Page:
Twelfth day of Christmas

Reposting one of my favorite photographs. I don’t do this with my own work very often, but something about the colors and composition of this photograph are always fascinating to me.

train-chomp

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About pcNielsen
Paul Nielsen founded The Aesthetic Elevator late in 2005. He owns a piece of paper, located somewhere in his house (not on the wall), stating that he earned a B.F.A. from the University of Nebraska around about 2001. While there, he studied studied architecture, graphic design and ceramics, graduating with a degree in studio art. Paul presently serves as communications manager for a small non-profit doing their print design and marketing. He spends as much time sculpting in his studio as possible — which is not nearly enough. Visit his website at pcNielsen.com.

3 Responses to Twelfth day of Christmas

  1. curtisneeley says:

    The ability to view indecent visual art or choose not to view indecent visual art is the temptation now offered by the 16-year-old cultural error of United States’ Supreme Court during the last millennium. This was before simultaneous wire and radio communications became pervasive with the “smart-phones, iPhones, Android, and etc” of today.

    The United States currently leaves pervasive distant communications utterly unregulated. This dangerous temptation to choose is so completely wrong and counter to law it remains. This unmitigated temptation results in billions-of-dollars in ill-gotten profits and great loss of life and loss of happiness in life.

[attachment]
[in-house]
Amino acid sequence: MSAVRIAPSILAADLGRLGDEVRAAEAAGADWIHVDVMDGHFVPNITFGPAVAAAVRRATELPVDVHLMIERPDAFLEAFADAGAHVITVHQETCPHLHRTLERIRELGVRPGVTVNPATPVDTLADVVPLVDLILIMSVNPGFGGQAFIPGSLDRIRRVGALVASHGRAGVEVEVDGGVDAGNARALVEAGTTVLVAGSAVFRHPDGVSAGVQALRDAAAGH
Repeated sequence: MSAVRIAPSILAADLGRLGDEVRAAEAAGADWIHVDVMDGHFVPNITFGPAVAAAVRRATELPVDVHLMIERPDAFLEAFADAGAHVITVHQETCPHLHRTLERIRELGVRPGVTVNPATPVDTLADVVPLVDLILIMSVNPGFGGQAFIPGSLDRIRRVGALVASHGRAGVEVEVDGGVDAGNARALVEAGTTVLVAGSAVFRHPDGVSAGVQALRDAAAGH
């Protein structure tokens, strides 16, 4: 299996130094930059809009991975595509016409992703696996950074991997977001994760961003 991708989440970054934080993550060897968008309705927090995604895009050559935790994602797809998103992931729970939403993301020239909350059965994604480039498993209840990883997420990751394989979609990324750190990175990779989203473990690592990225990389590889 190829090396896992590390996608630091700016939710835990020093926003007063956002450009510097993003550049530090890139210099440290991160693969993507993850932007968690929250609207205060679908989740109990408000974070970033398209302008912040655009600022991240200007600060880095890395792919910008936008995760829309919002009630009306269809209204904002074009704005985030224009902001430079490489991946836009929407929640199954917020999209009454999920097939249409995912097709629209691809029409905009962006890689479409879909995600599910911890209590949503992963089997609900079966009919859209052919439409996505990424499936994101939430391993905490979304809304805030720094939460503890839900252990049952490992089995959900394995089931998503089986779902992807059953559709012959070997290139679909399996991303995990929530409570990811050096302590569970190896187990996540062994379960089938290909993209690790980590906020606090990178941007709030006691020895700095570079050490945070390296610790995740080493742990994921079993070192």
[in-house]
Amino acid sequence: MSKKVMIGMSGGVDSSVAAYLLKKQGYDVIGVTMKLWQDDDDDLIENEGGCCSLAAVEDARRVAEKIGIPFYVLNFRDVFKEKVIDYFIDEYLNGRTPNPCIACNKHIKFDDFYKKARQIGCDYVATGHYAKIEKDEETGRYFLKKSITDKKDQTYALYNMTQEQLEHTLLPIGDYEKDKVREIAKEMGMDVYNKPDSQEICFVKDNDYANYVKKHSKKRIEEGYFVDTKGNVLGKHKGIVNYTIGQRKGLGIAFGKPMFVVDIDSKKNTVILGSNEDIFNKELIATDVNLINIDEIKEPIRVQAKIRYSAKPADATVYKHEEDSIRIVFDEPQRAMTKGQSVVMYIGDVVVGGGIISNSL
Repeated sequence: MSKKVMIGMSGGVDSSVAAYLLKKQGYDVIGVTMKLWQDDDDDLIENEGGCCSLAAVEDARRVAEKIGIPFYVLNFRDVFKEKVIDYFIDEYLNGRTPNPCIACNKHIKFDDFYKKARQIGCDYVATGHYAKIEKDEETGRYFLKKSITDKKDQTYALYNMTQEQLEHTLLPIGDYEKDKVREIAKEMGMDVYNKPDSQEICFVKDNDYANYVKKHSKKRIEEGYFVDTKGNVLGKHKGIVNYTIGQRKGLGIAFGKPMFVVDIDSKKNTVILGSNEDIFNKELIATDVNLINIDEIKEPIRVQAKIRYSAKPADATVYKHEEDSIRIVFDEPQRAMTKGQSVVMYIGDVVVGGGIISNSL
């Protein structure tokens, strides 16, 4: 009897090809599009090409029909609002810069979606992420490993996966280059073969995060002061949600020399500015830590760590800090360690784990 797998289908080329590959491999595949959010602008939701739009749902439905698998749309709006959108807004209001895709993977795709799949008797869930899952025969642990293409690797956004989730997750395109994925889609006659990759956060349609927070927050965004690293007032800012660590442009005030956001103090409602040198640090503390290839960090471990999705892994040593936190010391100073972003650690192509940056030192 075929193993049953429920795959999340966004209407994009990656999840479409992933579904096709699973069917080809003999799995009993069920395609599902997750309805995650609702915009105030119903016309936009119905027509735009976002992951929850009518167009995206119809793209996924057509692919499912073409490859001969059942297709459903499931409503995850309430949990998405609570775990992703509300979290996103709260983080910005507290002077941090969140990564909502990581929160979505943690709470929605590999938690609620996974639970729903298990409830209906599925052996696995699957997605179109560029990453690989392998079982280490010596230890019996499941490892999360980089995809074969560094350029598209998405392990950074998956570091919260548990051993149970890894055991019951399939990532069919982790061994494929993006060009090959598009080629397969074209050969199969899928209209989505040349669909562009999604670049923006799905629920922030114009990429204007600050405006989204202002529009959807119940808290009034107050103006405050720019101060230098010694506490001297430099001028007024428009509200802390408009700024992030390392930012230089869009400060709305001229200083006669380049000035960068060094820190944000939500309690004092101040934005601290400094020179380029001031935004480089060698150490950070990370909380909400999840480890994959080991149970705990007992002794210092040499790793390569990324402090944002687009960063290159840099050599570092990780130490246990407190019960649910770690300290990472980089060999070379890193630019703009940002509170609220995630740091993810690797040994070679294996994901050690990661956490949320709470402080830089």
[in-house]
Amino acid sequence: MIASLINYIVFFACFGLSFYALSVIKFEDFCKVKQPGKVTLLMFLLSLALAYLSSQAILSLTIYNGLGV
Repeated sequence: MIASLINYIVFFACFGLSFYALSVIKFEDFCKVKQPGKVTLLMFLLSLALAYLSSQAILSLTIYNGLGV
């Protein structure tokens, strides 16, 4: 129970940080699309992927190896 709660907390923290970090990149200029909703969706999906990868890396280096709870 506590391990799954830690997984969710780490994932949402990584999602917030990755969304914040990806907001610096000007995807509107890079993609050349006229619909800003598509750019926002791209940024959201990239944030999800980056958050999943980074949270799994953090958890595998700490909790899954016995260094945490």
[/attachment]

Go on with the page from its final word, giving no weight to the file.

The law forbidding unregulated interstate and world-wide communications used in commerce within the United States was passed before nuclear bombs existed. The 16-year-old cultural error of the United States’ Supreme Court was written by the seventy-seven year old justice who grew up without smart-phones, iPhones, Android, and etc. John Paul Stevens grew up without internet wire communications. This Supreme Court Justice, in fact, grew up before nuclear bombs were invented. Justice Stevens was eighteen years younger when helping decide in FCC v Pacifica as seen in the following two paragraphs updated for the pervasive wire communications of today.

    The Court recognized the right to “adopt more stringent controls on communicative materials available to youths than on those available to adults.” Erznoznik v. Jacksonville. This came from the fact that “a child . . . is not possessed of that full capacity for individual choice which is the presupposition of First Amendment guarantees.”

    Children may not be able to protect themselves from speech or visual art which, although shocking to many adults, generally may be avoided by the exercise of choice in a “search”. such speech or visual art may have a deeper and more lasting negative effect on a child than on an adult.

    Society may and must now prevent the general dissemination by pervasive wire and radio communications of indecent speech and visual art to children. This censure leaves parents the decision about what speech and visual art their children shall hear and repeat. Constitutional interpretation recognizes parents’ claim to authority in their own home to direct rearing of children is basic in the structure of our society. It is cardinal that the custody, care and nurture of the child reside first in the parents, whose primary function and freedom include preparation for obligations the state can neither supply nor hinder.

    The [sic] “Internet” can be used for Christ nut before it does this consistently the interconnected network of computers must obey the rules of law.

  2. Julie says:

    and ICE! ice is nice. (it was windy at the lake yesterday; today i got a nice shot of some of the buildup… will post on tumblr/fb)

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